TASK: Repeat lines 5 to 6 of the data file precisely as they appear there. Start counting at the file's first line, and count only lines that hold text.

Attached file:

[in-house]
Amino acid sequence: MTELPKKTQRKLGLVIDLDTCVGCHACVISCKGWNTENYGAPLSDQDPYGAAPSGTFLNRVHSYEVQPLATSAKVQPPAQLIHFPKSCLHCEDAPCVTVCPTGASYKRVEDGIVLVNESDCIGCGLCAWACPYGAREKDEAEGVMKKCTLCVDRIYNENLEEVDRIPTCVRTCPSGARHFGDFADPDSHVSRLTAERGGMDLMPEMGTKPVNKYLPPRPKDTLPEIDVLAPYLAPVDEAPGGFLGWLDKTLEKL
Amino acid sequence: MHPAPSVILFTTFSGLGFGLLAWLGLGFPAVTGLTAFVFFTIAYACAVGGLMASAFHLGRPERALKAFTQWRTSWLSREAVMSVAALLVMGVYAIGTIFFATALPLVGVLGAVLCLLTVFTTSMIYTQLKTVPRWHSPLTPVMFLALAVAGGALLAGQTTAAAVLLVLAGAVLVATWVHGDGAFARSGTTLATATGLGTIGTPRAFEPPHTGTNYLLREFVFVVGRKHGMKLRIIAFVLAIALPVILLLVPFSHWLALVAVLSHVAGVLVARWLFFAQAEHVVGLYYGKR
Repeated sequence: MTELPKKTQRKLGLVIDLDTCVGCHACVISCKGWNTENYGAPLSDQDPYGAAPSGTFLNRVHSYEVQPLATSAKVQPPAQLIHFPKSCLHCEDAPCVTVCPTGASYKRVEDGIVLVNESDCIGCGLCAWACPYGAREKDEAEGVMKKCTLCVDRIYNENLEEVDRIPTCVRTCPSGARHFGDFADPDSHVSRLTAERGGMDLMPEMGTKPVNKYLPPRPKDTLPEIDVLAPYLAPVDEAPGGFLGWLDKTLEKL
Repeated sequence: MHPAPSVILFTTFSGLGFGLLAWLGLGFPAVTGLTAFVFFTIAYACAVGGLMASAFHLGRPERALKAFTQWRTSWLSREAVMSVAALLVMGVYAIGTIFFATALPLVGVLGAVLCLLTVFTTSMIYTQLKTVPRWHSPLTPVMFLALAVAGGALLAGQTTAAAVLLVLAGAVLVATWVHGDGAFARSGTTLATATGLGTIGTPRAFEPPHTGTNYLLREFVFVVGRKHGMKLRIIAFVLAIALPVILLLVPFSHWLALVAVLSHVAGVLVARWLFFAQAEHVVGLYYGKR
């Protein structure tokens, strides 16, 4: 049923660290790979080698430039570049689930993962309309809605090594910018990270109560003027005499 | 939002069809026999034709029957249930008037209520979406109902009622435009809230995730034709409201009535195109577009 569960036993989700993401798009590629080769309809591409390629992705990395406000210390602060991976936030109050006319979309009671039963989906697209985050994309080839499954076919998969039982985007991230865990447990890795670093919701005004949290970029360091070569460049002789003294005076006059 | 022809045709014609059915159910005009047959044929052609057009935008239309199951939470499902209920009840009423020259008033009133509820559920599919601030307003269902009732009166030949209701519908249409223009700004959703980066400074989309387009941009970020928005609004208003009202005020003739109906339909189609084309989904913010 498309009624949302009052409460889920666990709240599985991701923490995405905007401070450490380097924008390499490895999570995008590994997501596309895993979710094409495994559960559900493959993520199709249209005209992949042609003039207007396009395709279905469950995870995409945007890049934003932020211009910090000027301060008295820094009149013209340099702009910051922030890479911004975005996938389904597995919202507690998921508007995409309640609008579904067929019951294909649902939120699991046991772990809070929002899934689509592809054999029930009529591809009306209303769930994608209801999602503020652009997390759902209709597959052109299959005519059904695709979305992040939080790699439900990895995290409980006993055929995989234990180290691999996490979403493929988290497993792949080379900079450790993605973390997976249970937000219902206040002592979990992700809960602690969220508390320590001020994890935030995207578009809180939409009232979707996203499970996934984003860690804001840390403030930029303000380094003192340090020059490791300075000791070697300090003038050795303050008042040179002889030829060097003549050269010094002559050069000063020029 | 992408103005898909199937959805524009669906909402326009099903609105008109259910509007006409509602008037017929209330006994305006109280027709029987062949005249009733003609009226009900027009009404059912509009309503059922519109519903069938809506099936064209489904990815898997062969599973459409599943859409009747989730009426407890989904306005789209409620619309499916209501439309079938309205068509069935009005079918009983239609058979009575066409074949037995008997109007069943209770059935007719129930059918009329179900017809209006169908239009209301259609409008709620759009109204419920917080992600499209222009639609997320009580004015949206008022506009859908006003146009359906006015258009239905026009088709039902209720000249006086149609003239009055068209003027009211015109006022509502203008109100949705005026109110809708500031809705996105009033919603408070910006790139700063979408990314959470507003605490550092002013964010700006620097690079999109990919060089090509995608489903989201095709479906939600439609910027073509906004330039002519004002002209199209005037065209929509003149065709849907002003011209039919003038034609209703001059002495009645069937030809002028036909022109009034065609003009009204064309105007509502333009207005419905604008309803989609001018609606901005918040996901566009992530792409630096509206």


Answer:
Repeated sequence: MHPAPSVILFTTFSGLGFGLLAWLGLGFPAVTGLTAFVFFTIAYACAVGGLMASAFHLGRPERALKAFTQWRTSWLSREAVMSVAALLVMGVYAIGTIFFATALPLVGVLGAVLCLLTVFTTSMIYTQLKTVPRWHSPLTPVMFLALAVAGGALLAGQTTAAAVLLVLAGAVLVATWVHGDGAFARSGTTLATATGLGTIGTPRAFEPPHTGTNYLLREFVFVVGRKHGMKLRIIAFVLAIALPVILLLVPFSHWLALVAVLSHVAGVLVARWLFFAQAEHVVGLYYGKR
């Protein structure tokens, strides 16, 4: 049923660290790979080698430039570049689930993962309309809605090594910018990270109560003027005499 | 939002069809026999034709029957249930008037209520979406109902009622435009809230995730034709409201009535195109577009 569960036993989700993401798009590629080769309809591409390629992705990395406000210390602060991976936030109050006319979309009671039963989906697209985050994309080839499954076919998969039982985007991230865990447990890795670093919701005004949290970029360091070569460049002789003294005076006059 | 022809045709014609059915159910005009047959044929052609057009935008239309199951939470499902209920009840009423020259008033009133509820559920599919601030307003269902009732009166030949209701519908249409223009700004959703980066400074989309387009941009970020928005609004208003009202005020003739109906339909189609084309989904913010 498309009624949302009052409460889920666990709240599985991701923490995405905007401070450490380097924008390499490895999570995008590994997501596309895993979710094409495994559960559900493959993520199709249209005209992949042609003039207007396009395709279905469950995870995409945007890049934003932020211009910090000027301060008295820094009149013209340099702009910051922030890479911004975005996938389904597995919202507690998921508007995409309640609008579904067929019951294909649902939120699991046991772990809070929002899934689509592809054999029930009529591809009306209303769930994608209801999602503020652009997390759902209709597959052109299959005519059904695709979305992040939080790699439900990895995290409980006993055929995989234990180290691999996490979403493929988290497993792949080379900079450790993605973390997976249970937000219902206040002592979990992700809960602690969220508390320590001020994890935030995207578009809180939409009232979707996203499970996934984003860690804001840390403030930029303000380094003192340090020059490791300075000791070697300090003038050795303050008042040179002889030829060097003549050269010094002559050069000063020029 | 992408103005898909199937959805524009669906909402326009099903609105008109259910509007006409509602008037017929209330006994305006109280027709029987062949005249009733003609009226009900027009009404059912509009309503059922519109519903069938809506099936064209489904990815898997062969599973459409599943859409009747989730009426407890989904306005789209409620619309499916209501439309079938309205068509069935009005079918009983239609058979009575066409074949037995008997109007069943209770059935007719129930059918009329179900017809209006169908239009209301259609409008709620759009109204419920917080992600499209222009639609997320009580004015949206008022506009859908006003146009359906006015258009239905026009088709039902209720000249006086149609003239009055068209003027009211015109006022509502203008109100949705005026109110809708500031809705996105009033919603408070910006790139700063979408990314959470507003605490550092002013964010700006620097690079999109990919060089090509995608489903989201095709479906939600439609910027073509906004330039002519004002002209199209005037065209929509003149065709849907002003011209039919003038034609209703001059002495009645069937030809002028036909022109009034065609003009009204064309105007509502333009207005419905604008309803989609001018609606901005918040996901566009992530792409630096509206």